How to know which suit shape best suits your shape

As we head back into offices, make sure you still cut the right figure

A smart man is one that doesn't take a 'one-size-fits-all' approach to his suits

Two friends, both of whom work in the City, got in touch recently to ask about suiting. They’re gradually filtering back into their offices and, after a lengthy period of style inertia while stuck at home, they were in need of something smart to wear to work, over frames that were somewhat… different to what they were two years ago. One had amassed some timber, thanks to the dark days of the pandemic, the other had hit the workouts hard during lockdown; both needed a suit silhouette that works now.

Likewise, images this week showed the diminutive Rishi Sunak wearing a suit that was pitch-perfect for his small frame, employing some clever tricks to elongate and add extra height. Many men adopt a “one-size-fits-all” approach to suiting, but that’s not the case. So what shape suits you?

Athletic build

Double breasted jacket, £319, hugoboss.com / Wide lapel suit blazer, £89.99, zara.com

If you’re in the enviable position of having a perfect V-shaped torso silhouette, don’t be tempted to try and showcase it too enthusiastically; suiting that’s too tight tends to look cheap. Instead, opt for a jacket shape with some sculpting on the sides, to negate the “blocky” effect an athletic frame can have in a suit. Bulging biceps can stretch out in a suit, so make sure there’s plenty of arm room, and opt for slim leg trousers, rather than straight.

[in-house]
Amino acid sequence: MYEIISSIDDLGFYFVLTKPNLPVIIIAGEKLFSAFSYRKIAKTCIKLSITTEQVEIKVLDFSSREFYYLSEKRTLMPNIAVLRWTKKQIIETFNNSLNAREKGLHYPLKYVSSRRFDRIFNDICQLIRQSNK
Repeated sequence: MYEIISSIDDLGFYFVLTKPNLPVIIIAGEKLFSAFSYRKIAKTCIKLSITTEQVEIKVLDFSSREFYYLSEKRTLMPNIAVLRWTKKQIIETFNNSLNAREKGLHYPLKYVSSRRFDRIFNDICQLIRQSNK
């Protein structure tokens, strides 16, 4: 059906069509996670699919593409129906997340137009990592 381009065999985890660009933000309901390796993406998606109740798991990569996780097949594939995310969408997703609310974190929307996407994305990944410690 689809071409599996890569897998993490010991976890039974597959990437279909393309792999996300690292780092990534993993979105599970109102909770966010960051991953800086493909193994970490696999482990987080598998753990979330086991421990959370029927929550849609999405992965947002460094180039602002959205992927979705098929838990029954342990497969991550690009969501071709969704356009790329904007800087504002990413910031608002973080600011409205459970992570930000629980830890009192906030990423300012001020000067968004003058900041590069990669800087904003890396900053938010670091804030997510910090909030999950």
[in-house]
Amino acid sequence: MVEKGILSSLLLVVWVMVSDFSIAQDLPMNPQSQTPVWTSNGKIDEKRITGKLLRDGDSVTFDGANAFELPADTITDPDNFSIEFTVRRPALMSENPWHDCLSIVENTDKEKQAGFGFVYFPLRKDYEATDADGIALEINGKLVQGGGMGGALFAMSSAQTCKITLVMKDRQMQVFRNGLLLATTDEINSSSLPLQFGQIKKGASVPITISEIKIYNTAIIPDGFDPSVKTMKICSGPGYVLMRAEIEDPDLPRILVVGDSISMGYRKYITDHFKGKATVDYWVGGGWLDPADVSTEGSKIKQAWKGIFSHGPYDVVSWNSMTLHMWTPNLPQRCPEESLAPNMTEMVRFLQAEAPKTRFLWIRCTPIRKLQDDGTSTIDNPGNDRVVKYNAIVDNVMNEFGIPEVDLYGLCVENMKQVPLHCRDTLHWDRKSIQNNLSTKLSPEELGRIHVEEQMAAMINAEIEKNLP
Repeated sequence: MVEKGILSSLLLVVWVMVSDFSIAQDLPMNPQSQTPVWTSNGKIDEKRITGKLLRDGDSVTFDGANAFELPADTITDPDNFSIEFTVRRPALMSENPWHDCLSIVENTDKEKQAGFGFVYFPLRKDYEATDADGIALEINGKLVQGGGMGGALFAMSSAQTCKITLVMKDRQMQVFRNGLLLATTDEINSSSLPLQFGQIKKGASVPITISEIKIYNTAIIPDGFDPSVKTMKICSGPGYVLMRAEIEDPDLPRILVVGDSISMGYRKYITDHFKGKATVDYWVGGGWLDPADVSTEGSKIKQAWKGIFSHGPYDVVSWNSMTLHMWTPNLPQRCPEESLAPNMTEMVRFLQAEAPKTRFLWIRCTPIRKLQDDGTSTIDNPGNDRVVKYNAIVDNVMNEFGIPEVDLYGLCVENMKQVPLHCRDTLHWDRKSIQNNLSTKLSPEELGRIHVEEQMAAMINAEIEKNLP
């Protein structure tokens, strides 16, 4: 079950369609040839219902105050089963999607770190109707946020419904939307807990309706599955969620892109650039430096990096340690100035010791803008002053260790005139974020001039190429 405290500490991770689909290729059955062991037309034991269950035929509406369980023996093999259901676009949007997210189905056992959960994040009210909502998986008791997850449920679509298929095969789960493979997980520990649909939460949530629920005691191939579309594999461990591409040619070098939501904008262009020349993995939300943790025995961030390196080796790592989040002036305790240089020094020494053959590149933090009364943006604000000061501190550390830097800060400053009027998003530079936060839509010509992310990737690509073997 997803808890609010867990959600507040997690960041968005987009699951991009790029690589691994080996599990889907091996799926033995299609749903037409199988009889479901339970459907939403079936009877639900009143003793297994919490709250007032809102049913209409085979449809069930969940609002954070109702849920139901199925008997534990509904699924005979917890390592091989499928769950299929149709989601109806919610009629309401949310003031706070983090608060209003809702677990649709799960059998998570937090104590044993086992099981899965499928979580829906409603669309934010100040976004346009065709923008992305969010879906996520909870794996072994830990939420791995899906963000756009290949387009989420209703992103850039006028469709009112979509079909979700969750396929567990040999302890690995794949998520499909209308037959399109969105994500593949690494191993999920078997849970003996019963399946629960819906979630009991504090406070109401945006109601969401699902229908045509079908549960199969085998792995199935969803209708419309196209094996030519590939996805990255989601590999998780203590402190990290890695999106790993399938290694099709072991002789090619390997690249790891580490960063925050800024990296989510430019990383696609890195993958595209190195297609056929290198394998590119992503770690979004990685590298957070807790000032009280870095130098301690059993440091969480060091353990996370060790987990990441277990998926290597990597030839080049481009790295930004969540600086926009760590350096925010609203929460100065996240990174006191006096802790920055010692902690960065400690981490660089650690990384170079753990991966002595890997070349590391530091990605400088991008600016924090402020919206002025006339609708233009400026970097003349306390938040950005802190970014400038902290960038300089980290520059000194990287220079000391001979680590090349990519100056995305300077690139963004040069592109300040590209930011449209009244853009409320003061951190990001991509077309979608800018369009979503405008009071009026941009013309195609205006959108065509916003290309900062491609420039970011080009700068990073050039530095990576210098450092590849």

Tall and slim

Checked wool suit, £1,100, paulsmith.com

The Duke of Edinburgh knew how to make the most of his tall, slender frame; double-breasted works best on this kind of body because the extra fabric and buttons add more substance to willowy types. Proportions should stay classic; soft cuts and excess fabrics can seem as if you’re drowning in materials, and razor-slim cuts can look gangly. This kind of body can take patterns such as checks, because of the height – it can be too busy on smaller, larger frames. It’s also worth looking into broad lapels and padded or roped shoulders if you’re particularly skinny.

 

Short

Slim fit jacket, £279, tedbaker.com

Like Sunak, it’s essential to keep things nipped-in and sharp, because a good tailor knows a wealth of tricks to manipulate the appearance of one’s frame. A long, slender lapel, for example, will add length to the torso, likewise a low drop on the jacket, and roped shoulder – simply put, with a gentle peak in them – add substance. Make sure the trousers are neatly cropped just above the ankle, but not too short: that will only serve to make you look squat.

 

Larger build

Havana suit jacket and trousers, £350, suitsupply.com

In the same way that a long, lean lapel works for smaller frames, they also add the illusion of svelteness to those of bulker dispositions because of the ‘V’ shape they create on the torso. Similarly, take note of the slant of pockets; a slight angle facing downwards will help create a waist. Larger men can tend to opt for looser cuts, but this isn’t the right tack: keep things tailored and precise, to sculpt the form. Cut out extraneous detail; roped shoulders, busy pattern and double-breasted to keep things streamlined and minimal. That way the suit will work its hardest.


Which suit suits your shape best? Tell us in the comments section below